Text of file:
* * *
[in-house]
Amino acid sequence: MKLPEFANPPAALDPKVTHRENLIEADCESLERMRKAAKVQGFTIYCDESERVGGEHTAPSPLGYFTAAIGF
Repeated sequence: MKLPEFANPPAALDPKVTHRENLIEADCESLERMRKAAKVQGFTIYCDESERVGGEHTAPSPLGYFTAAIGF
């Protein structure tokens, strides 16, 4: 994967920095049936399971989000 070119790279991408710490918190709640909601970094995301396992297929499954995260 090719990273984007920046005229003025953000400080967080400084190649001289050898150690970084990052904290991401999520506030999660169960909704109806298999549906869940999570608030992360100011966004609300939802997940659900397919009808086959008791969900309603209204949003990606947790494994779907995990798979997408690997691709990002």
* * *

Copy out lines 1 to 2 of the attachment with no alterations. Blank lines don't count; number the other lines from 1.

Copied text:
[in-house]
Amino acid sequence: MKLPEFANPPAALDPKVTHRENLIEADCESLERMRKAAKVQGFTIYCDESERVGGEHTAPSPLGYFTAAIGF